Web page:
• Not fully compatible with MS Office's file formats, not only with MS Open XML (.docx, .xlsx, ...) but also with former file formats (.doc, .xls, ...)

However, when using OOo with Linux (Slackware on my computer), I don't have any problems related to performance. I think OOo is implemented on Linux better than on Windows.

A small note: although OOo is poor, its Go-oo build is not so bad.

share|improve this answer

Microsoft Office used to be pretty unstable and rubbish but these days it isn't too bad. For those folks with an MSDN subscription it doesn't really make much sense not to install it, particularly when your customers are highly unlikely to be using OOo.

Personally, I'll use the OOo Calc tool when I'm working with CSV files as Microsoft Excel doesn't really work with anything that isn't in one particular "form" of CSV.

share|improve this answer

The major reason, is that companies still are sold to Microsoft. All enterprises are using Microsoft office. So on all document containing reviews and comments and all MS related features, we are forced to use MS Office.

Though Open Office supports these features, it somewhat looks quirky. Even Table of Contents created in Open Office, looks bad when opened in MS Office.

I use OpenOffice.org on my Mac at home. The same documents when opened in office, looks lacking. Only when Enterprises adopt OOo, this problem will be solved.

share|improve this answer

Does not have anything to match Outlook, which I really like.

share|improve this answer

To be honest there is no major drawback. Okay, its a bit slower and there is no ribbon interface which is quite annoying. BUT. You can speed it up . REALLY much.


Secondly, you can have/install awesome plugins, addons like "Lightproof" spellchecker. Its a Hungarian spellchecker, and it does a superb job. The theme is adjustable under Linux, and there is no problem with anti aliasing/fonts (you just have to ask / Google how to set it.) Thats all. AND. Use Go-oo. You can read why, and what is it on the webpage. Ubuntu packages this version by default for example. But on Windows you should get this one.

share|improve this answer

I used OpenOffice for a few years without too many problems - little annoyances here and there. Then at some point my PC would slow down to a crawl. I then found out that after exiting OO, it would leave a process running, and that process would use up nearly 100% CPU. Open a few documents a close several times and the processes would add up. I talked to a few OO users I know and they had the same problem, so it wasn't something odd on my PC. That was the last straw. I don't have a tendency to suggest a bug in open source software - had too many "STFU and RTFM or fix it yourself!" (I'm not joking.) You try to help improve a product and you get shot down, soo... Hey, call me when you grow up.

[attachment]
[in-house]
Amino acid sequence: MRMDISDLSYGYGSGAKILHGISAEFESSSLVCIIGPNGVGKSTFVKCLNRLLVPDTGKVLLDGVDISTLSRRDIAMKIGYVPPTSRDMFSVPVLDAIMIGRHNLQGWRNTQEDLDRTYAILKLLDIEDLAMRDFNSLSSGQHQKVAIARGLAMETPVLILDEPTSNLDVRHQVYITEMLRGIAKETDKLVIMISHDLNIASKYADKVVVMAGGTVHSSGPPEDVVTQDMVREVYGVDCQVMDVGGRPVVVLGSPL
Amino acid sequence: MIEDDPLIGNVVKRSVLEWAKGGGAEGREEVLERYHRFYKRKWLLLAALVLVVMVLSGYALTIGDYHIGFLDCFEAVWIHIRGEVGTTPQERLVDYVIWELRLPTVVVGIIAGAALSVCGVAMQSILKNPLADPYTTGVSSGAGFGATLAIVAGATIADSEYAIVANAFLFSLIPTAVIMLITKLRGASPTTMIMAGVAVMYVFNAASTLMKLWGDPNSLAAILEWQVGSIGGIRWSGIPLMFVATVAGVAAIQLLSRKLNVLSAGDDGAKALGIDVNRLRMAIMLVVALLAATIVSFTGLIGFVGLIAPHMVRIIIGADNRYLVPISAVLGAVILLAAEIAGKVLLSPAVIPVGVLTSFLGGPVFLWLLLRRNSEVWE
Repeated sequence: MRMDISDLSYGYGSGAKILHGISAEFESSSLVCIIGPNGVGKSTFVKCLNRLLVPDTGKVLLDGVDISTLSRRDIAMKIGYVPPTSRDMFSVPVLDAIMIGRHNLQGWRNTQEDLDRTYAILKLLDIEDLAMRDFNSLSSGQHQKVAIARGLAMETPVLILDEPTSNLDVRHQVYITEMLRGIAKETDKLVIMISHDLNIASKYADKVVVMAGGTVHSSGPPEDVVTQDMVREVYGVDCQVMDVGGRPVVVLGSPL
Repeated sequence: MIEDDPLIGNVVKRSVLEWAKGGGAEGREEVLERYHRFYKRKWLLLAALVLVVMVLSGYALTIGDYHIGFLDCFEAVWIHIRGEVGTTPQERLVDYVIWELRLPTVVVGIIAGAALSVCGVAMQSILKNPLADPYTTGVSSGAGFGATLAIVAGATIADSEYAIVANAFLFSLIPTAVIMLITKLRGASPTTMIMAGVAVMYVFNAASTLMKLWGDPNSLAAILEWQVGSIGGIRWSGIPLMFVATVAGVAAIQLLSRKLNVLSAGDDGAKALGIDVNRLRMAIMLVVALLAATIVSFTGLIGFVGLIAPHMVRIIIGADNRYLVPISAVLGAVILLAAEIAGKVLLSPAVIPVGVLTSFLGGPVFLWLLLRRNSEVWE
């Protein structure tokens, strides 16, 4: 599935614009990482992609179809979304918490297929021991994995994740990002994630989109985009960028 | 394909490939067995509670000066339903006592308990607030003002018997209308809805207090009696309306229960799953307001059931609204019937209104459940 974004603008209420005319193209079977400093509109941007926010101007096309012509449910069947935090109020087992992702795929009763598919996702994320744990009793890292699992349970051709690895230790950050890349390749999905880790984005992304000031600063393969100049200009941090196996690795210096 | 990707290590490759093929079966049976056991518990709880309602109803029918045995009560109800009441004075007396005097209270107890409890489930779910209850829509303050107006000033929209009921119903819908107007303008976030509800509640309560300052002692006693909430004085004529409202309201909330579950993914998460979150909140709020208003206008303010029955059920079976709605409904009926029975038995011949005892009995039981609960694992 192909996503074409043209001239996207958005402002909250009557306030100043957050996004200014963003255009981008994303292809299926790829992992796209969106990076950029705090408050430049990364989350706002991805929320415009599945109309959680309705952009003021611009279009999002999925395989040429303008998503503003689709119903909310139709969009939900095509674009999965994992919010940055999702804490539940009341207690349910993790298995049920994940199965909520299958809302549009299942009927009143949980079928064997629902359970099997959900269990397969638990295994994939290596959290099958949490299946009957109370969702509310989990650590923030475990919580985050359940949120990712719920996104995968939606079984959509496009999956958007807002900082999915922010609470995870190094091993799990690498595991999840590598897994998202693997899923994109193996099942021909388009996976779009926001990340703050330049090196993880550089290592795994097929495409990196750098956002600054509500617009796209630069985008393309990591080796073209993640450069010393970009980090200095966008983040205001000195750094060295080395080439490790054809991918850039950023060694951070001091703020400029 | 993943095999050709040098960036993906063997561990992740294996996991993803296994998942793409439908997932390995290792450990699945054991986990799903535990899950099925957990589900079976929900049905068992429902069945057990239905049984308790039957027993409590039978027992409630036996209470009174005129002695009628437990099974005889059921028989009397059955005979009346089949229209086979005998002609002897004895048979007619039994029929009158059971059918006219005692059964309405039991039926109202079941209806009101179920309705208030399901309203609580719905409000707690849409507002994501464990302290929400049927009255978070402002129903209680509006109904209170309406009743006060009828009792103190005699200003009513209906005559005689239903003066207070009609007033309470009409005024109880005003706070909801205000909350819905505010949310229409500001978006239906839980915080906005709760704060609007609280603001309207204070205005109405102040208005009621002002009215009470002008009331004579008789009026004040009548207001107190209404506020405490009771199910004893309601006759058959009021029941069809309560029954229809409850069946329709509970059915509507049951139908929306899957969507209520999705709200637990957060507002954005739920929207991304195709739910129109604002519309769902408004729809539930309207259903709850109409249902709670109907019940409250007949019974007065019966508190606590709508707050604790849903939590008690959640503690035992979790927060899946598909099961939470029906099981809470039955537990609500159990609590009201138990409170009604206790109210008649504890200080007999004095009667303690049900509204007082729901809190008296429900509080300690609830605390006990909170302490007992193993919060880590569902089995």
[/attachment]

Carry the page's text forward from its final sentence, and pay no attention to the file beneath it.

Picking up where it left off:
In the meantime, I got a chance to try Office 2007. Unlike many people, I got used to the ribbon pretty quickly, and it also works very well and has an improved grammar checker (after years of stagnation.) So I uninstalled OO have been running Office 2007 for nearly two years now. And now we've upgraded to it at work as well, so I'm dealing with the same software at home and at work.

I still use a lot of free and open source alternatives in other domains, but I was tired of dealing with the little quirks in OpenOffice. I still think it's a very decent suite - I do recommend it to people who don't want to pay for/cannot afford Office, though I mention that little CPU usage problem I had so they can keep an eye on it.

Anyway, I don't know how "common" a reason this is, but I do know a couple of people who have moved to Office (or the WordPerfect suite in one case) for the same reason.

share|improve this answer

I had bad initial experience with OO when it came out. Tried it again last year and found it to be much improved. I also have a single user license for MS Office but it's a little out of date, being Office 2000. I use OO where I can and MS Office 2000 where I must.

share|improve this answer
What was the bad experience? –  Tshepang Jul 20 '11 at 19:31

Not the answer you're looking for? Browse other questions tagged or ask your own question.